Five major record companies have sued four of the biggest ISPs (Internet service providers) in a U.S. district court in an attempt to stop what the record companies say is blatant copyright infringements occurring at a music Web site registered in China.
The suit, filed Friday in Federal District Court for the Southern District of New York, asks the court to issue a preliminary injunction ordering AT&T Broadband Corp., Cable & Wireless USA, Sprint Corp. and WorldCom Inc.'s UUNet division to block Internet communications to and from servers run by www.listen4ever.com.
As of Monday the site could not be accessed, but it was unclear whether the operators voluntarily shut it down or moved it to another site.
The suit alleges that the site makes available "for illegal copying and distribution on the Internet" recordings that are the copyright property of BMG Music, a division of German media giant Bertelsmann AG; Sony Music Entertainment Inc.; UMG Recordings Inc.; Virgin Records America Inc.; and Warner Brothers Records Inc. The recording companies are targeting the four ISPs because users in the U.S. use their backbone routing services to gain access to the site.
These services put the four ISPs in a unique position to cut off access to Listen4ever.com at the Internet entry point into the U.S., the Recording Industry Association of America Inc. said in a news release Friday. The record companies' goal is to stop the infringements occurring at the site, the release said.
The suit says Listen4ever.com has engaged in a number of tactics that make its operation more egregious than the music sharing service run by Napster Inc., which was shut down by court order. For example, Listen4ever.com lets users download entire music albums, while Napster's focus was individual songs, the suit says. It also hosts the digital music on a central server, while Napster provided a peer-to-peer (P-to-P) software that allowed users to search the hard drives of other users for music files they wanted. In addition, Listen4ever.com has made available at least one album before its commercial release.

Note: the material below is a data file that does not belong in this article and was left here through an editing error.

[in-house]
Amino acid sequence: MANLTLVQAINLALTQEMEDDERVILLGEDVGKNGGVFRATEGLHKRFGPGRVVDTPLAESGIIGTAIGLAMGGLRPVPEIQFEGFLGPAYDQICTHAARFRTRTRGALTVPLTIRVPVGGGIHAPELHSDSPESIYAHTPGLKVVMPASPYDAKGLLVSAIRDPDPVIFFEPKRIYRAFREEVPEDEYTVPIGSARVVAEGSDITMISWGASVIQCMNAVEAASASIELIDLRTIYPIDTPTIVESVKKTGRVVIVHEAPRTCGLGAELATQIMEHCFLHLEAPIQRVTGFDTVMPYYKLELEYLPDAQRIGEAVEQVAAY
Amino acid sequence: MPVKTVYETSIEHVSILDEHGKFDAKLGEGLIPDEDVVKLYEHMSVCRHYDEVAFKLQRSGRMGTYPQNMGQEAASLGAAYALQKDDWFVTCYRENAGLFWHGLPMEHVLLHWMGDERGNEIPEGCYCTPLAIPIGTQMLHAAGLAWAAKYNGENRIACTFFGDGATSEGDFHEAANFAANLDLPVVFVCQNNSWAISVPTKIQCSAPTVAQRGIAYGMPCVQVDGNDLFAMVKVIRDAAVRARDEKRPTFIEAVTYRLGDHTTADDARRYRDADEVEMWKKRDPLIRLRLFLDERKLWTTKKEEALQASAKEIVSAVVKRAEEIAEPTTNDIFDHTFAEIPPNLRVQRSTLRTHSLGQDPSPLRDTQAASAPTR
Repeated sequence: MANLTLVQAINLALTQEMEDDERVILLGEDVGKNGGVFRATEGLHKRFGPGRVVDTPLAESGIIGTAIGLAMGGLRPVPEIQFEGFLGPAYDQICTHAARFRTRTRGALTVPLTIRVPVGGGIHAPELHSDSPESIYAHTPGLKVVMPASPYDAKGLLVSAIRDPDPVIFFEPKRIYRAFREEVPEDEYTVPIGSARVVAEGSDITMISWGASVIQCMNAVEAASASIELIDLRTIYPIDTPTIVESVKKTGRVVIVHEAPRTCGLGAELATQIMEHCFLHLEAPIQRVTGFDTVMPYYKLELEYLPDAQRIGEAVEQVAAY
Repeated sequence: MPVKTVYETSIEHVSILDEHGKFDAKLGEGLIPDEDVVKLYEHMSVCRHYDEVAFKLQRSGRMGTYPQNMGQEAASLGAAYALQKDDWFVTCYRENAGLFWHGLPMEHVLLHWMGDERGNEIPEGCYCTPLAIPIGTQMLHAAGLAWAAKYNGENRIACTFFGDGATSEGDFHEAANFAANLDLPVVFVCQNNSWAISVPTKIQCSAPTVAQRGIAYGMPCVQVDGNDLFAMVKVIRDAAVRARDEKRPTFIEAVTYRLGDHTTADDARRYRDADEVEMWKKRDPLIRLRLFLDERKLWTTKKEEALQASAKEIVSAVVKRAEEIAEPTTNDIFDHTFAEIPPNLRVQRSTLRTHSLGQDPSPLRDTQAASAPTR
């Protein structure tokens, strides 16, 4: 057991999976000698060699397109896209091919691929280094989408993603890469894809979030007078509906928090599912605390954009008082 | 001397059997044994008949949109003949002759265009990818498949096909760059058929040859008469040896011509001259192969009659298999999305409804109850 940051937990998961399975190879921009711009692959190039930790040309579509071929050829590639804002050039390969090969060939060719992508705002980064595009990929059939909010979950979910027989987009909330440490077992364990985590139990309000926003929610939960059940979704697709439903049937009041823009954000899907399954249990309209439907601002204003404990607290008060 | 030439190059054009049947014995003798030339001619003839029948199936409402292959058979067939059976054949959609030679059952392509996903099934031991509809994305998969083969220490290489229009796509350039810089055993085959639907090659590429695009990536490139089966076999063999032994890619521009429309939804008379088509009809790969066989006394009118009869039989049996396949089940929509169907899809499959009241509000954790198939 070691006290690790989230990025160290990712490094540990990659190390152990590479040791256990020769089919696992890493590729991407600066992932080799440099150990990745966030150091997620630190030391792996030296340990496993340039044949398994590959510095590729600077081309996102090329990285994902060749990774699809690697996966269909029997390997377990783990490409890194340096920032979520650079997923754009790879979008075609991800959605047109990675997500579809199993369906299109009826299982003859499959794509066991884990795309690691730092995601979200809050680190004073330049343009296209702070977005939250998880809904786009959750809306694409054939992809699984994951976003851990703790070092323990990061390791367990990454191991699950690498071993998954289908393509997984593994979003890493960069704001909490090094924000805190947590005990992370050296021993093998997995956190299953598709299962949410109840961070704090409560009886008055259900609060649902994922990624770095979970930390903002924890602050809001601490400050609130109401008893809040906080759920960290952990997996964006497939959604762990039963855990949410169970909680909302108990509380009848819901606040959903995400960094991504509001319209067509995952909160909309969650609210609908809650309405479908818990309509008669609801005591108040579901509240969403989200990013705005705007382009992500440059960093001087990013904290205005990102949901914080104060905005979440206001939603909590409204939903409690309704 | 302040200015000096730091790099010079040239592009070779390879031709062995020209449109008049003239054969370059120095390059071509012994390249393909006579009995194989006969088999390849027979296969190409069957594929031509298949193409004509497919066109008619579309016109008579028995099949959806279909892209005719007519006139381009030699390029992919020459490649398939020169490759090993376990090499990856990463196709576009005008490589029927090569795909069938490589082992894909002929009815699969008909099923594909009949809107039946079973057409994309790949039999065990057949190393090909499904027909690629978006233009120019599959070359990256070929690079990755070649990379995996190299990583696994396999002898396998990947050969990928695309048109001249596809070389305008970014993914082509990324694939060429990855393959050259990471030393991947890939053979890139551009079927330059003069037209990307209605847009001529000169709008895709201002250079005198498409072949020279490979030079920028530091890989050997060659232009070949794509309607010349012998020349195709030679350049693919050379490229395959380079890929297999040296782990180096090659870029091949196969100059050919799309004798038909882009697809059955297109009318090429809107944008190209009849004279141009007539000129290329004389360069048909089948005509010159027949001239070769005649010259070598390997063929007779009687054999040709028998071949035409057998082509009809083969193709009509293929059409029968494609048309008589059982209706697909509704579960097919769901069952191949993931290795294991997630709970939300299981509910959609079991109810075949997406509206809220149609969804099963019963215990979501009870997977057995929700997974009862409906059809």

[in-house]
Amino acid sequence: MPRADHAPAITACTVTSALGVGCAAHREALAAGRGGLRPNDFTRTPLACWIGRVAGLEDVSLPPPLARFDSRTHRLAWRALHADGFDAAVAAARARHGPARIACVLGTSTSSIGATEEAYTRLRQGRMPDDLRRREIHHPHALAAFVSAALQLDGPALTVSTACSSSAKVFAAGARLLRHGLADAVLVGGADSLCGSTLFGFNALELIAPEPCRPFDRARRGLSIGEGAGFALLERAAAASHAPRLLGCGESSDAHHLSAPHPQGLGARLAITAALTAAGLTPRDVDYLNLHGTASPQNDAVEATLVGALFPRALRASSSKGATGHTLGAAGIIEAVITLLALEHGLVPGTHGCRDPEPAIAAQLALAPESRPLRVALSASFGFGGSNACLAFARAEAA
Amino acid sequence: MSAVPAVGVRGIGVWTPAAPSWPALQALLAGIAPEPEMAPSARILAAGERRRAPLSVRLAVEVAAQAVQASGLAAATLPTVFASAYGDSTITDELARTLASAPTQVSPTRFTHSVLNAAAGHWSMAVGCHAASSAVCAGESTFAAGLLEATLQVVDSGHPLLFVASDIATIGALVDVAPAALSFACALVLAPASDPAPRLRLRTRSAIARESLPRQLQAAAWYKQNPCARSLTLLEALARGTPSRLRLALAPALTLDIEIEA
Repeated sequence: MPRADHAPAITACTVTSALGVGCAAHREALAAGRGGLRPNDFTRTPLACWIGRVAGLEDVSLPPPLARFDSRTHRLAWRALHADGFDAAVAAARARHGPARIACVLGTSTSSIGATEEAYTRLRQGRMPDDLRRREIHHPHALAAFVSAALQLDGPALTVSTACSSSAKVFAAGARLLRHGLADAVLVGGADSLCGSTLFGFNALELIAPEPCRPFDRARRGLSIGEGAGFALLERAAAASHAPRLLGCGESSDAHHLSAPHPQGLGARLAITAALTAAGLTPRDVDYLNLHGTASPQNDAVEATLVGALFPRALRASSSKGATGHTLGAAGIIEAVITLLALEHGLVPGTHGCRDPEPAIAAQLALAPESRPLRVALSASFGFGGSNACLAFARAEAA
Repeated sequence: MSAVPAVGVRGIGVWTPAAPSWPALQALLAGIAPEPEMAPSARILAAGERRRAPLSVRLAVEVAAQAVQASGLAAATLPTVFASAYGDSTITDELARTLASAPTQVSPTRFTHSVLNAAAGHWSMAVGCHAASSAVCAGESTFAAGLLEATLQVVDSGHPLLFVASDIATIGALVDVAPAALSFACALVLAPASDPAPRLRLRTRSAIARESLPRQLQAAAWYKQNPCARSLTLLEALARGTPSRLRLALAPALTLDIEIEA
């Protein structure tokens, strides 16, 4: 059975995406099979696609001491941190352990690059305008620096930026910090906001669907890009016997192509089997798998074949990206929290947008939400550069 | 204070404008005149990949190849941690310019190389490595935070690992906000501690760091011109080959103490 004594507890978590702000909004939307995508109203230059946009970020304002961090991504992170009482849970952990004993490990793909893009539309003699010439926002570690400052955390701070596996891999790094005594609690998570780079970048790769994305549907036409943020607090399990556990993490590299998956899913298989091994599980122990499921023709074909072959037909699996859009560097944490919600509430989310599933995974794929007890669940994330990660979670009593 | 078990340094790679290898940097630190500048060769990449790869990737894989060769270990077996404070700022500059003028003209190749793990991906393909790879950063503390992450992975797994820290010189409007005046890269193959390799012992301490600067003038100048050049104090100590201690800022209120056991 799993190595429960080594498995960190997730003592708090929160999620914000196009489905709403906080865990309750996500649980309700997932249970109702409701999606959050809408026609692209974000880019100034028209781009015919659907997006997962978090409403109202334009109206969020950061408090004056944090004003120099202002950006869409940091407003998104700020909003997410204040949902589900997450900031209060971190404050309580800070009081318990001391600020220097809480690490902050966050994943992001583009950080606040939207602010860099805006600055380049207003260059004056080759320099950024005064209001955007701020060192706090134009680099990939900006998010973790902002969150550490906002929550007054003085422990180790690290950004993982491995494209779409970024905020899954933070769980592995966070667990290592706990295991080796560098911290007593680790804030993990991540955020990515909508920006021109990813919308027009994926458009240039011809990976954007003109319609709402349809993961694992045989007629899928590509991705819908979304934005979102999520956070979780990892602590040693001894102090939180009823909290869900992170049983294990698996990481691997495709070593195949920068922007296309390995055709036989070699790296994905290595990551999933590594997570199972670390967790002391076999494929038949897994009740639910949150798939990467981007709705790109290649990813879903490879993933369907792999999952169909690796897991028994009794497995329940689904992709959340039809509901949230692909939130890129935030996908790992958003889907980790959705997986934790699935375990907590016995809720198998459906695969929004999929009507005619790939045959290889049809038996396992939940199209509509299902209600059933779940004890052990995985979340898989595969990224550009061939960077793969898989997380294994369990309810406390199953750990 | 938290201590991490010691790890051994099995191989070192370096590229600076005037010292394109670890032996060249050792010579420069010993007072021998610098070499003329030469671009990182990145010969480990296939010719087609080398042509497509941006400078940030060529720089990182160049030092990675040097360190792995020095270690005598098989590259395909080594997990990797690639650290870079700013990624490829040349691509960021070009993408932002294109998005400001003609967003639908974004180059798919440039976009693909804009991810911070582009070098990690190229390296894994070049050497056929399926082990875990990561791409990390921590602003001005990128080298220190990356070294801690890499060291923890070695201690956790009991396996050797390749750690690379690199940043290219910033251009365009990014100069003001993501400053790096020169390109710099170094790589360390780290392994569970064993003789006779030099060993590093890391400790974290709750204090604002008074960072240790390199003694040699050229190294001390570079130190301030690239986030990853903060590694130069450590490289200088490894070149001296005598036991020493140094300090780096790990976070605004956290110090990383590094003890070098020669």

The suit also alleges that the site uses offshore servers in an attempt to shield itself from the reach of U.S. law. The domain name is registered to an individual in Tianjin, China, whom the suit does not identify. The link from the site for contacting its operators sends e-mail to an anonymous Yahoo Inc. e-mail account.
"In enacting the Digital Millennium Copyright Act, Congress anticipated that infringers might attempt to move offshore to avoid U.S. law," the suit says. "The DMCA permits a copyright owner to seek injunctive relief to require ISPs to block access to such sites. That is exactly the situation here and the limited relief plaintiffs are seeking."
Spokesmen for AT&T Broadband, Sprint and WorldCom declined to comment on the suit citing company policy against discussing ongoing litigation. A call to Cable & Wireless USA was not returned.